TRADERS in Evesham say the £250,000 fine faced by contractors after months of delays in delivering the vital new Abbey Bridge isn't enough but whatever is paid should be returned to businesses in need.

Last week Worcestershire County Council revealed Hochtief, the company building the new bridge in Evesham, were facing fines of more than £250,000 as a result of finishing the project about five months later than anticipated.

Now traders, who think the amount is too low, want to know where the money is going to be spent.

Ashley Judge, owner of Big Whoop Comics in Vine Court, has struggled through the bridge closure.

He said the money should go back to the town and its traders.

"Honestly I think it should have been more for the bid and how grossly over due it is," he said. "I don't know how they do it and where the money will go but it should be piped directly back into the town to make it easier for the businesses.

"There are still businesses closing because the closure has caused that much damage."

Richard Jones, of Cartridge World in Merstow Green, added: "I just felt with that level of penalty on that size contract there doesn't seem to be much incentive for them to push for a speedy conclusion to it really."

Evesham Mayor councillor Mark Goodge said he understood the fines were to cover county council spending and not to cover third party loss like traders in the town.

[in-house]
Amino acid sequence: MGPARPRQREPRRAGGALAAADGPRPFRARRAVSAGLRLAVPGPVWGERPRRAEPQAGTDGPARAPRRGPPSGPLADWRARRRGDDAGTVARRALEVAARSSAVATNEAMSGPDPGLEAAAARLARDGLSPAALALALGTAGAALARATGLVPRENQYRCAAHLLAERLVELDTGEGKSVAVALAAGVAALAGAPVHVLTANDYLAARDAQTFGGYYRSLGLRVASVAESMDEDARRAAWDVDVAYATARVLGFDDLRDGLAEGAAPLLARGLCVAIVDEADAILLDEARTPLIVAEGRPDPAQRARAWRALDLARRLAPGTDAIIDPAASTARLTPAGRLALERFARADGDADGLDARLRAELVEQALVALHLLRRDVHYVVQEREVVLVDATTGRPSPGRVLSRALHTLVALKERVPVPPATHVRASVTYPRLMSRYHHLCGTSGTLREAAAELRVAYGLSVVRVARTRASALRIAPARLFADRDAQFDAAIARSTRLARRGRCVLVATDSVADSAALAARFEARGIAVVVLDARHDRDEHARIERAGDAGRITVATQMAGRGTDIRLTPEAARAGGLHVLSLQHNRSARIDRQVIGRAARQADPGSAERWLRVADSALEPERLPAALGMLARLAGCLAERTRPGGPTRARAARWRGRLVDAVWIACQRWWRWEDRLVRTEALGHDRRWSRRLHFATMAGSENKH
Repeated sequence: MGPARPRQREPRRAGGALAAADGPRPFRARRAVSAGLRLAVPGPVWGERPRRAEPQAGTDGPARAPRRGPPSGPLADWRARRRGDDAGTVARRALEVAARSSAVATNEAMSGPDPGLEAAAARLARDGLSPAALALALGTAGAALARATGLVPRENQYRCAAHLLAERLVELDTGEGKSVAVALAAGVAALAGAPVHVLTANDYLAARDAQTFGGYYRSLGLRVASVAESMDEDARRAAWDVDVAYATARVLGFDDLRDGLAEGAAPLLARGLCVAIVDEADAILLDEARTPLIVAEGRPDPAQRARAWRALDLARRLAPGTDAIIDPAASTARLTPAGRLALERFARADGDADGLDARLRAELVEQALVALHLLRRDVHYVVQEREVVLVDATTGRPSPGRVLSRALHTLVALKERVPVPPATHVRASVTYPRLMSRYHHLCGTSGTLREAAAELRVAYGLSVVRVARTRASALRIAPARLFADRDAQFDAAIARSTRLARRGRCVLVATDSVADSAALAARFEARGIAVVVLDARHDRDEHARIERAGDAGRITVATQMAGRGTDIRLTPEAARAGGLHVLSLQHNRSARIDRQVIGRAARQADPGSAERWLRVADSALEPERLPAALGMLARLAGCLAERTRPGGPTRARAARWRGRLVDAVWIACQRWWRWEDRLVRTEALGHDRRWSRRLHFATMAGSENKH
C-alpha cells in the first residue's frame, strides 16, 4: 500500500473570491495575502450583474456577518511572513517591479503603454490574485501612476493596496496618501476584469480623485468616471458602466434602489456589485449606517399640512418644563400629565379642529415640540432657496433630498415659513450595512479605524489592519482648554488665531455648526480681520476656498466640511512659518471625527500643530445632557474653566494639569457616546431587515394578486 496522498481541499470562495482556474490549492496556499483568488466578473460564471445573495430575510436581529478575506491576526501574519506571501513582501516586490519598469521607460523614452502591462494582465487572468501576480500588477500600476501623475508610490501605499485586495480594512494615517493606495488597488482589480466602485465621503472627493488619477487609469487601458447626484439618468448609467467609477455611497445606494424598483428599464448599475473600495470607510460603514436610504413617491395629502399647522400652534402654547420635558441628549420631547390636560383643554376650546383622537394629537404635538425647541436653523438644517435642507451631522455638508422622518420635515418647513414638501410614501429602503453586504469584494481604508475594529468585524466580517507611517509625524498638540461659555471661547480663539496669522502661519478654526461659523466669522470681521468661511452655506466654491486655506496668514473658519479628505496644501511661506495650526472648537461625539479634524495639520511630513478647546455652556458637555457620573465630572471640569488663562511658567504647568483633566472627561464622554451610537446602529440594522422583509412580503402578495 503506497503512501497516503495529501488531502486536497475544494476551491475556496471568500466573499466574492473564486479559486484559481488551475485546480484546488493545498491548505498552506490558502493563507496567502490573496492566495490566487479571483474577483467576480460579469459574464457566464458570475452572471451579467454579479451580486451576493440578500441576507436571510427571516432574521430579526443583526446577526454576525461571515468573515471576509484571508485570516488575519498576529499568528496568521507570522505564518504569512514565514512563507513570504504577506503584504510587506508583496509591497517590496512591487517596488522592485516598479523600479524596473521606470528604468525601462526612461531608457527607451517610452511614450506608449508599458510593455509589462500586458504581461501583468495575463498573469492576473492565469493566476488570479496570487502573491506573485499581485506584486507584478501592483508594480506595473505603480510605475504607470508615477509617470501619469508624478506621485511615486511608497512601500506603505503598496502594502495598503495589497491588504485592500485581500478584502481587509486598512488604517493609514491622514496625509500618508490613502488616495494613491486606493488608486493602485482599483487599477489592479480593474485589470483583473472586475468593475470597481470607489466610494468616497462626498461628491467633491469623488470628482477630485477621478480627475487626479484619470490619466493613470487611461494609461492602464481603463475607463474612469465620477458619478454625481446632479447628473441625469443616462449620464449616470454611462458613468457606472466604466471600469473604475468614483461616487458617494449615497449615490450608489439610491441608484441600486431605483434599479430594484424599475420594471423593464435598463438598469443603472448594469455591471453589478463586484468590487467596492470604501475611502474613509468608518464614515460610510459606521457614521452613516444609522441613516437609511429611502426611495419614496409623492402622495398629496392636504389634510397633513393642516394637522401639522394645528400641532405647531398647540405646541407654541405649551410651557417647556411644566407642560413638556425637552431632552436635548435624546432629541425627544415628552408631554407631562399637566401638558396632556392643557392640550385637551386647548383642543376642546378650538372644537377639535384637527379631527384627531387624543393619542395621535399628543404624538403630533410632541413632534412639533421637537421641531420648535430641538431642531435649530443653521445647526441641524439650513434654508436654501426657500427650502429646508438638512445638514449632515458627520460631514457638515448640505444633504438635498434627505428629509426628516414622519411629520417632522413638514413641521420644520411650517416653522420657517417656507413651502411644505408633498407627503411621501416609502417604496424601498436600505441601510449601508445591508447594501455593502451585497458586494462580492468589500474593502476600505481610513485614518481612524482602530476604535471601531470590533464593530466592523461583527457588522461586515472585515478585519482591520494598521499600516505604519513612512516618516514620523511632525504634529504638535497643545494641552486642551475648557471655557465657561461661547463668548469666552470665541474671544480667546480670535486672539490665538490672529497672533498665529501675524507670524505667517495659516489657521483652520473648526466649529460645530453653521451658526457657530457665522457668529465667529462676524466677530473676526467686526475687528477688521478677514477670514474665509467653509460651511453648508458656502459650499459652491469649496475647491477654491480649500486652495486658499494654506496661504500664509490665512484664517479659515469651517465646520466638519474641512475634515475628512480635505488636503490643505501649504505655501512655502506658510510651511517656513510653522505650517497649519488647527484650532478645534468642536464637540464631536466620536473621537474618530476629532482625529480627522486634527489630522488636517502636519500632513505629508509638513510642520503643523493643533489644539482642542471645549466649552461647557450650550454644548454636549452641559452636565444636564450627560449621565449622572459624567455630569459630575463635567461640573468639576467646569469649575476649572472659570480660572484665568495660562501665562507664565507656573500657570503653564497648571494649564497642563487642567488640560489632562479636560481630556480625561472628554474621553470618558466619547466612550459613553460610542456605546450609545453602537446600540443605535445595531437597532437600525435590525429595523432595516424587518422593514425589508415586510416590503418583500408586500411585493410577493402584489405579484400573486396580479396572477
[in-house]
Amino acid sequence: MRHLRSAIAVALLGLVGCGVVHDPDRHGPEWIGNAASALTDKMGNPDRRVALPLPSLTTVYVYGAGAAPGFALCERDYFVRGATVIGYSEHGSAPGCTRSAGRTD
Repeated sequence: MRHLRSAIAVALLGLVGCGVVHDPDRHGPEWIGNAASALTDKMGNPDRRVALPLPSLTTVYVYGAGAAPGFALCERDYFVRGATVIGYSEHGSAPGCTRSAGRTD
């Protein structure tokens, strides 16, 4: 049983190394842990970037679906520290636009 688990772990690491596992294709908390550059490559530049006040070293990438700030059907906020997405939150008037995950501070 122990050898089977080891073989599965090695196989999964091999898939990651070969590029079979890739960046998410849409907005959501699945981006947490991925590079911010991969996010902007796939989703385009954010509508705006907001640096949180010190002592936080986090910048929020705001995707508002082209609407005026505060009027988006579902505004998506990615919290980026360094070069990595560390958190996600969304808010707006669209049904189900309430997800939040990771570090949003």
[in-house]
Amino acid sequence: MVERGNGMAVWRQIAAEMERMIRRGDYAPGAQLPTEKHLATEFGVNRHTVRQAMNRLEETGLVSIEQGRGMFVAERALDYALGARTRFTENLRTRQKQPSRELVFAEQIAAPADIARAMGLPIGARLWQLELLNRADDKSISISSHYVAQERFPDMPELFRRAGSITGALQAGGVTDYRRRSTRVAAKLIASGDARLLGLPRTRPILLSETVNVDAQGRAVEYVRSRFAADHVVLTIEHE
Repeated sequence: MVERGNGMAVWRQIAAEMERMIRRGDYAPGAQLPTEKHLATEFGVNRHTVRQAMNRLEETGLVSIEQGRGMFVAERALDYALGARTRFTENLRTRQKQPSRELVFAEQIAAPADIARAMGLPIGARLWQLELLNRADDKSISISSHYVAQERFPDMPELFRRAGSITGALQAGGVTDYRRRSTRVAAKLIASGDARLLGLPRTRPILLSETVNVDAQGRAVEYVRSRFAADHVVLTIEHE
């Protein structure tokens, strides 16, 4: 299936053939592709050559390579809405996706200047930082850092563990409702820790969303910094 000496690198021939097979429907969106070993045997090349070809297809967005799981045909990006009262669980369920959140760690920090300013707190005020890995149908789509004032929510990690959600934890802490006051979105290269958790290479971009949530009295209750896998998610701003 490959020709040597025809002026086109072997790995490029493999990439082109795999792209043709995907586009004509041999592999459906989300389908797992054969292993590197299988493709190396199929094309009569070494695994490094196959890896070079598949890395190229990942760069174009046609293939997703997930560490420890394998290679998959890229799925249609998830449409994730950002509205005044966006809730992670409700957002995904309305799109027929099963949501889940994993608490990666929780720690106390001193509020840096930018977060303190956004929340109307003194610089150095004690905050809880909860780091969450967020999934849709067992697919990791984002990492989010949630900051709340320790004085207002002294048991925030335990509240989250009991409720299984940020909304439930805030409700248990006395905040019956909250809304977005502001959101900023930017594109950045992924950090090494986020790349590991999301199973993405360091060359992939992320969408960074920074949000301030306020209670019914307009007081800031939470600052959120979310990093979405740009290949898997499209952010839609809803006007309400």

He added: "I do understand the county council's legal position, but I do feel they could've driven a harder bargain and done something to get more back for the people in the town.

"I am disappointed there hasn't been more for the town and its traders."

Tony Rowland, chairman of the Vale of Evesham Commerce and Tourism Association, wanted to know how the money would be spent and many other traders have called for the fines to be returned to traders who have lost revenue and even their businesses as a result of the delays.

Cllr John Smith, cabinet member for highways and county councillor for Evesham north west, said he believed the money would go back into the town but that it was still too early to provide details say of how.

But the county council said it was too early to say how the money would be spent.

Peter Blake, head of integrated transport at Worcestershire County Council said: "At this stage the contract is live and ongoing. Final financial settlement with the contractor isn't anticipated until later this year. At present no decision has yet been made on how best the money will be utilised."